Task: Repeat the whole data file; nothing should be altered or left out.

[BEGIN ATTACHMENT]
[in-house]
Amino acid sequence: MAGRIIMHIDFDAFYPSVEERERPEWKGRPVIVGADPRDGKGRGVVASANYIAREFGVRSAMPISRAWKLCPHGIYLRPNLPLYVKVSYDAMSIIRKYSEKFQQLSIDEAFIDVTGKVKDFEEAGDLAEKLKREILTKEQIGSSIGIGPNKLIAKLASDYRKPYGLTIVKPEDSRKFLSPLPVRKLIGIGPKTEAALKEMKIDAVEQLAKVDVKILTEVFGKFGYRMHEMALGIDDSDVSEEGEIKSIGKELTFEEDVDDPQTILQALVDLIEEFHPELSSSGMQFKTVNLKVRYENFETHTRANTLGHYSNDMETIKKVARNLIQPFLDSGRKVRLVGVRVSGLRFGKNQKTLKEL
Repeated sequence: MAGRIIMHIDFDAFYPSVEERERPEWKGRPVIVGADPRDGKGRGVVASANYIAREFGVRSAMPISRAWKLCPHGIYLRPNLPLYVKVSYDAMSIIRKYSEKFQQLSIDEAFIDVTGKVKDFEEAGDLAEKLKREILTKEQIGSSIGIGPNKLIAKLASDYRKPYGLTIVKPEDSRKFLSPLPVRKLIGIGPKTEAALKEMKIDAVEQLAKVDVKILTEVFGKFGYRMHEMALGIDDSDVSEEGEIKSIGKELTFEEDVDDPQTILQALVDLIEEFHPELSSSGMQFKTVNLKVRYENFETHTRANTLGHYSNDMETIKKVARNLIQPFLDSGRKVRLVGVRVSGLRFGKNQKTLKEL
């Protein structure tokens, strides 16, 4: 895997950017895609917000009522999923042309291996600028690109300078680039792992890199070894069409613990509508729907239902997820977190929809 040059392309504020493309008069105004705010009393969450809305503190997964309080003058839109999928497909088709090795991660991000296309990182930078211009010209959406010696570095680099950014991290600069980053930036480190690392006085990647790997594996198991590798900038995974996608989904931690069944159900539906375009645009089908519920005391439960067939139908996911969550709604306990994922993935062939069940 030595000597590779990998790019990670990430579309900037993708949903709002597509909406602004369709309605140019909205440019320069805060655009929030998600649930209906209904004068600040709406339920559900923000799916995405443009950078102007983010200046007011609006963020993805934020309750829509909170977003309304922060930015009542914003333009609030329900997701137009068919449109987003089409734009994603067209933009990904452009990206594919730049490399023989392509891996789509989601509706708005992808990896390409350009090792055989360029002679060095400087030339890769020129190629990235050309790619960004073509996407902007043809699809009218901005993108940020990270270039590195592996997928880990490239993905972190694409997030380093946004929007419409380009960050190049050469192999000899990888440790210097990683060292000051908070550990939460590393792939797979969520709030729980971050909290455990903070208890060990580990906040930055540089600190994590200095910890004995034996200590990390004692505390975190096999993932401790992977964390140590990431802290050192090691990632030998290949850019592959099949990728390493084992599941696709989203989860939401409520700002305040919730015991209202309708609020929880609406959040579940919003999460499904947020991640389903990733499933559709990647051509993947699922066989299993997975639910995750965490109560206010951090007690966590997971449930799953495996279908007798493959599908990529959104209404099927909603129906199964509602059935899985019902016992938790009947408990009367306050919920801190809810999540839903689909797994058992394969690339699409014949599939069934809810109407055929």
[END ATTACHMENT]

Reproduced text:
[in-house]
Amino acid sequence: MAGRIIMHIDFDAFYPSVEERERPEWKGRPVIVGADPRDGKGRGVVASANYIAREFGVRSAMPISRAWKLCPHGIYLRPNLPLYVKVSYDAMSIIRKYSEKFQQLSIDEAFIDVTGKVKDFEEAGDLAEKLKREILTKEQIGSSIGIGPNKLIAKLASDYRKPYGLTIVKPEDSRKFLSPLPVRKLIGIGPKTEAALKEMKIDAVEQLAKVDVKILTEVFGKFGYRMHEMALGIDDSDVSEEGEIKSIGKELTFEEDVDDPQTILQALVDLIEEFHPELSSSGMQFKTVNLKVRYENFETHTRANTLGHYSNDMETIKKVARNLIQPFLDSGRKVRLVGVRVSGLRFGKNQKTLKEL
Repeated sequence: MAGRIIMHIDFDAFYPSVEERERPEWKGRPVIVGADPRDGKGRGVVASANYIAREFGVRSAMPISRAWKLCPHGIYLRPNLPLYVKVSYDAMSIIRKYSEKFQQLSIDEAFIDVTGKVKDFEEAGDLAEKLKREILTKEQIGSSIGIGPNKLIAKLASDYRKPYGLTIVKPEDSRKFLSPLPVRKLIGIGPKTEAALKEMKIDAVEQLAKVDVKILTEVFGKFGYRMHEMALGIDDSDVSEEGEIKSIGKELTFEEDVDDPQTILQALVDLIEEFHPELSSSGMQFKTVNLKVRYENFETHTRANTLGHYSNDMETIKKVARNLIQPFLDSGRKVRLVGVRVSGLRFGKNQKTLKEL
């Protein structure tokens, strides 16, 4: 895997950017895609917000009522999923042309291996600028690109300078680039792992890199070894069409613990509508729907239902997820977190929809 040059392309504020493309008069105004705010009393969450809305503190997964309080003058839109999928497909088709090795991660991000296309990182930078211009010209959406010696570095680099950014991290600069980053930036480190690392006085990647790997594996198991590798900038995974996608989904931690069944159900539906375009645009089908519920005391439960067939139908996911969550709604306990994922993935062939069940 030595000597590779990998790019990670990430579309900037993708949903709002597509909406602004369709309605140019909205440019320069805060655009929030998600649930209906209904004068600040709406339920559900923000799916995405443009950078102007983010200046007011609006963020993805934020309750829509909170977003309304922060930015009542914003333009609030329900997701137009068919449109987003089409734009994603067209933009990904452009990206594919730049490399023989392509891996789509989601509706708005992808990896390409350009090792055989360029002679060095400087030339890769020129190629990235050309790619960004073509996407902007043809699809009218901005993108940020990270270039590195592996997928880990490239993905972190694409997030380093946004929007419409380009960050190049050469192999000899990888440790210097990683060292000051908070550990939460590393792939797979969520709030729980971050909290455990903070208890060990580990906040930055540089600190994590200095910890004995034996200590990390004692505390975190096999993932401790992977964390140590990431802290050192090691990632030998290949850019592959099949990728390493084992599941696709989203989860939401409520700002305040919730015991209202309708609020929880609406959040579940919003999460499904947020991640389903990733499933559709990647051509993947699922066989299993997975639910995750965490109560206010951090007690966590997971449930799953495996279908007798493959599908990529959104209404099927909603129906199964509602059935899985019902016992938790009947408990009367306050919920801190809810999540839903689909797994058992394969690339699409014949599939069934809810109407055929």